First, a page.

Page:Quarterlyoforego10oreg 1.djvu/381

This page needs to be proofread.


Snake Expedition, 1825- 1826 345 starve. We ascended a light stony hill. The frozen ground made it difficult for horses to reach the top. We crossed a sky line 10 miles, descended gradually, reached the fork we left on 22d and camped. Course S. S. E. River here wide and lined with willows. Mr. McKay and party joined us. They have not found beaver, and their traps are all fast in the ice. Saw another old camp of Snake Indians about 10 days old. I wish from my heart I could see them. It would free us of our present guide; 15 beaver this day; a feast tomorrow. Sunday, 25th. This being Christmas, all hands remained in camp. Prayers were made. Cold increases; prospects gloomy ; not 20 lbs. of food remain in camp, and nearly all our traps out of water. Monday, 26th. Cold. Raised camp and ascended river now fast with ice, our route over hilly country, being obliged from the cut rocks to cross over the river 3 different times ; had some difficulty; two bales of goods and some skins got wet; our hunters are in search of deer ; encamped early ; distance 5 miles east. Toward evening the weather became overcast and the water rising fast, the trappers set out with their traps. Hunters brought in 4 small deer, miserably poor. Tuesday, 27th. Weather very cold. On collecting horses, we found one-third limping and many of them could not stand ; were found lying on the plain. Some of the trappers started trenches, the rest visited the traps, returned at night with no success, their traps fast in ice, and no beaver from the trenches. The river is so wide we cannot get beaver with the ice chisel. The hunters came in with 5 small deer. If this cold does not soon pass my situation with so many men will not be pleasant, but last year I met with so many reverses, men grumbling and discontented, that I am in a manner prepared, but can afford them no relief. If we escape starvation it will depend on the hunters. God preserve us. Today 4 beaver. Wednesday, 28th. Early this A. M. Mr. McKay and 7 men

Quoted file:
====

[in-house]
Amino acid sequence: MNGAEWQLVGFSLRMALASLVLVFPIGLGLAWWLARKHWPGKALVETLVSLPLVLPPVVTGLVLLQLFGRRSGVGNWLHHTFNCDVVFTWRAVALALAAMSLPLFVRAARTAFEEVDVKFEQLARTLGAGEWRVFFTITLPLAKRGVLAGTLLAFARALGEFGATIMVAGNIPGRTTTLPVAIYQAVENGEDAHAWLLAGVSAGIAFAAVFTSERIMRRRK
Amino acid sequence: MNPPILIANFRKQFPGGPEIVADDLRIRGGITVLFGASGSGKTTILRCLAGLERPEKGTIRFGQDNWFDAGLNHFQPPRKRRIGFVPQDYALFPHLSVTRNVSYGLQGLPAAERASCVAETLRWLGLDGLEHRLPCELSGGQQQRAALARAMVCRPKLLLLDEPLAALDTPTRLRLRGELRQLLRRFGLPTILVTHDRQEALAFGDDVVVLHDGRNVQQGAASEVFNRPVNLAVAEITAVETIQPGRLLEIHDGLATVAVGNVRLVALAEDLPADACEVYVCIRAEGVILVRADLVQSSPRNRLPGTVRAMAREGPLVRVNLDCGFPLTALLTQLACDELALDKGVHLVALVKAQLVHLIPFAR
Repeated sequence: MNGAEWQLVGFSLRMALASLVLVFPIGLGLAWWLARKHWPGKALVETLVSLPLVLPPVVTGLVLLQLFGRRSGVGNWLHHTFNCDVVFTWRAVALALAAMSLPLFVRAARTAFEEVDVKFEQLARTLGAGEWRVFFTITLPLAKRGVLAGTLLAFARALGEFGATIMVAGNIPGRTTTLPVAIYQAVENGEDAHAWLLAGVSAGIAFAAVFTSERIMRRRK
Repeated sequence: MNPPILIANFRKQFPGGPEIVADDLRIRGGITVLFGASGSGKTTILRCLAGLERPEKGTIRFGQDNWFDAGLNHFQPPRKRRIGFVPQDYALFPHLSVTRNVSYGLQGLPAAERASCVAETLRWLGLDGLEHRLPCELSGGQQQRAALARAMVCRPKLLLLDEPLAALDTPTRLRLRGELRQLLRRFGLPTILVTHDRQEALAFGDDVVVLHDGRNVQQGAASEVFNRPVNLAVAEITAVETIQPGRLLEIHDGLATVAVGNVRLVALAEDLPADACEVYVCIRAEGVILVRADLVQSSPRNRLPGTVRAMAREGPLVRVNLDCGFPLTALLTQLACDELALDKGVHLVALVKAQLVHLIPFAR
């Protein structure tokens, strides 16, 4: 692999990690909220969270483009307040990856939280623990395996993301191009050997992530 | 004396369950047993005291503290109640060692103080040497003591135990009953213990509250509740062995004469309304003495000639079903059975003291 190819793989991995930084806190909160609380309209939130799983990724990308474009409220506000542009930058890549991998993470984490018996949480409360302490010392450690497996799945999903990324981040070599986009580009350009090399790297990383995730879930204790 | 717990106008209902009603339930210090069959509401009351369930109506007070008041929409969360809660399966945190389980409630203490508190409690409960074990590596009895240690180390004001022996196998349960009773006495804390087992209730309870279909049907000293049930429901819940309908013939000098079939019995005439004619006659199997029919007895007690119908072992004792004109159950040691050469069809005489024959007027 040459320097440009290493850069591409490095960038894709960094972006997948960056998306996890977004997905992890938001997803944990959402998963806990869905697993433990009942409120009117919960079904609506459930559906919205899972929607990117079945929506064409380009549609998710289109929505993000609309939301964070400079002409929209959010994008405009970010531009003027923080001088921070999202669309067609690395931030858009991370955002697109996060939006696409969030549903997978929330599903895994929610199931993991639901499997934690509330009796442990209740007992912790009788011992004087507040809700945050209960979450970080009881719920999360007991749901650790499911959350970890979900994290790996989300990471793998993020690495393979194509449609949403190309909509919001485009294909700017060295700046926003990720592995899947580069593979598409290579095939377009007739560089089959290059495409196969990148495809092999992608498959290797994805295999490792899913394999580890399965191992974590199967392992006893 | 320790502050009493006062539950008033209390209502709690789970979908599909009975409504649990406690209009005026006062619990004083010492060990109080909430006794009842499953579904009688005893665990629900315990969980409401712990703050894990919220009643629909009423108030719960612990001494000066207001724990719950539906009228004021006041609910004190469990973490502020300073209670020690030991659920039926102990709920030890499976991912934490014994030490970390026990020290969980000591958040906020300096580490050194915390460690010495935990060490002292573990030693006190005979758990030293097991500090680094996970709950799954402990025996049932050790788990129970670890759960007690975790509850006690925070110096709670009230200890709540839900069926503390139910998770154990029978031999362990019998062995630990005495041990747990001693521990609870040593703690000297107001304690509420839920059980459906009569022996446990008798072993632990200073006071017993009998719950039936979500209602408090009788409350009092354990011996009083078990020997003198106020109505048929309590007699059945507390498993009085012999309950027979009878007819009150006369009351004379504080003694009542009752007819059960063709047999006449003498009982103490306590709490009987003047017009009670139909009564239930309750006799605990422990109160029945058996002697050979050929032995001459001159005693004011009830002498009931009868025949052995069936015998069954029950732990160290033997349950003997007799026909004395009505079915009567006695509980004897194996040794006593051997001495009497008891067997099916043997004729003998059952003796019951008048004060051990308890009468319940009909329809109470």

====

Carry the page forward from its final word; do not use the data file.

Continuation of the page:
set off in quest of deer; trappers off with their ice chisels,----